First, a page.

7 Trucks We Might Get if The Chicken Tax is Repealed
What do brandy, dextrin, pickup trucks, and potato starch all have in common? Believe it or not, there was once a 25% import tariff on each of them in response to European countries placing tariffs on U.S. chickens. Since the 1960s, the “chicken tax” has been repealed on most of those goods, but the tax on importing pickup trucks still remains.
Rumors are swirling that the tax might be on its way out as a result of trade agreements being made in Europe and Asia. If that happens, the cost of importing foreign-built trucks would drop drastically and open the market up to all kinds of exciting vehicles. We’ve wanted them for a while, but here are seven trucks we might actually get to own if the chicken tax is repealed.
7. Volkswagen Amarok
Depending on who you ask, the Amarok is either named after the Inuit word for “wolf” or after an album by the German metal band Nargaroth. Regardless of which version you choose to believe, the Amarok is a cool midsize truck that’s sold well in Europe since its introduction. The possibility of the diesel version making its way over with a manual transmission makes it even more desirable.
6. SsangYong Actyon Sports
SsangYong is now owned by Mahindra, the Indian company that tried to bring a pickup truck to the United States for years before giving up. While the Mahindra TR had the potential to be a good, basic, inexpensive pickup, if it’s going to try again, the Actyon Sports would be a much better choice. First of all, it has an awesome name, and second of all, it’s infinitely cooler looking than the TR was ever going to be. Those two reasons alone would make the Actyon Sports worth importing.
5. Ford Ranger
Ford is busy making gajillions of dollars from its recently redesigned F-150, and it’s been pretty upfront that it has no intentions of selling the Ranger in the U.S. again, but maybe it would change its mind if the importation costs were lower. For buyers who love Ford trucks but think the F-150 is too big, they’d finally have an option available again. Plus, any sale Ford makes is a sale that General Motors and Toyota don’t. That has to count for something, right?
4. Holden Commodore Ute
If anything would make enthusiasts happier than the return of the Ford Ranger, it would be the return of the El Camino. As an El Camino enthusiast, it would also make me very happy personally. Even without a high performance version, using a car platform as the basis for a small pickup truck makes perfect sense, and GM already sells one in Australia. Since the Chevrolet SS is based on the Commodore and already sells here, bringing the ute version over should be a breeze.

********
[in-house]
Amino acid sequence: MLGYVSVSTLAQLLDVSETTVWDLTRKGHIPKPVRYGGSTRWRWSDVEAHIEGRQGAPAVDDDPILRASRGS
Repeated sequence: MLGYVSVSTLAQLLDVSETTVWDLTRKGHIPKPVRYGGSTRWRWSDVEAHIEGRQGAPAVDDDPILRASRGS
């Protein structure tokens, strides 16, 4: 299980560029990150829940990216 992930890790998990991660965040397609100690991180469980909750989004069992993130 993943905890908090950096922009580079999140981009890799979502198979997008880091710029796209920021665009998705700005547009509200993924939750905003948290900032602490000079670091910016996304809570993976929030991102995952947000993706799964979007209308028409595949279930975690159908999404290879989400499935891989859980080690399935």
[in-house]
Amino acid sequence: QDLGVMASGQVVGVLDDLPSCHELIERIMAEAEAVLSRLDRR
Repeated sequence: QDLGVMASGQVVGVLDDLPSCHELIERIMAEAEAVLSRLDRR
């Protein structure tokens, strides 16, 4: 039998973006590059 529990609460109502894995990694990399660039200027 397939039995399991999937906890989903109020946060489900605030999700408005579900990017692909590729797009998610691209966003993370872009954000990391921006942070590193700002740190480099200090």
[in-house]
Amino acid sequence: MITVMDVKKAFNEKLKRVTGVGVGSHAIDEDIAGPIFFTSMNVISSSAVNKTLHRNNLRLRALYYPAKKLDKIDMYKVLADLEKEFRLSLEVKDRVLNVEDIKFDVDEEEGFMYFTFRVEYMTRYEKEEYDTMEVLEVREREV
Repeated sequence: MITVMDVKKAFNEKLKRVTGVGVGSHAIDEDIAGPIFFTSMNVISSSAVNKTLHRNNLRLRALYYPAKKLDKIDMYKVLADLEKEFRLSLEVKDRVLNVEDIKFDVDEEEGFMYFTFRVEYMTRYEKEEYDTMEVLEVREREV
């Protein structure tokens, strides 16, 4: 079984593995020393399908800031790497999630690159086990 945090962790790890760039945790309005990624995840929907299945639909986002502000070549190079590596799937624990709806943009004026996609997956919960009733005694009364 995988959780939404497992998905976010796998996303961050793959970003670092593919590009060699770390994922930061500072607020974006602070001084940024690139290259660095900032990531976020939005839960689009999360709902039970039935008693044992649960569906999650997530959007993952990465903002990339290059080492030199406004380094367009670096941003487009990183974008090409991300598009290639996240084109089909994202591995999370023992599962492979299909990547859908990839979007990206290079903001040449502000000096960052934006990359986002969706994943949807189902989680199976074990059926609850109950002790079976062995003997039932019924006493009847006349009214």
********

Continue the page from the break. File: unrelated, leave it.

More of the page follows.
3. Toyota Land Cruiser 70
Speaking of vehicles sold in Australia that the U.S. doesn’t get, Toyota still sells the Land Cruiser 70 from the 1980s there. Its tag line is, “Still powerful, still indestructible.” Like everything else about the Land Cruiser 70, that’s awesome, and it’s a shame America doesn’t get to experience its awesomeness. Since it’s sold as a truck, as well as an SUV, it would make for an excellent work vehicle. Sure, the Toyota Hilux is cool, but the Land Cruiser 70 is so much cooler.
2. Mercedes-Benz GLT
Mercedes-Benz is going to be selling a pickup truck soon, and even though America is the land of trucks, the GLT is still not 100% confirmed for this market. Since it’s going to be based on the Nissan Navara and won’t be built in the U.S., the cost to import it might end up being too high. Then again, if that cost were to drop, Americans all across the country could find themselves driving German luxury trucks.
1. Hyundai Santa Cruz
Even if the production version doesn’t look much like the ultra-cool concept Hyundai built, the warranty alone would make a Hyundai pickup truck desirable. If it does end up looking like the concept, the fact that it will be the most unique looking truck on the market would make it even more lust-worthy. Sadly, since it’s unlikely to be built in the U.S., the only way it’s going to make its way stateside is if the chicken tax is no longer a factor.
Follow Collin on Twitter @CS_CollinW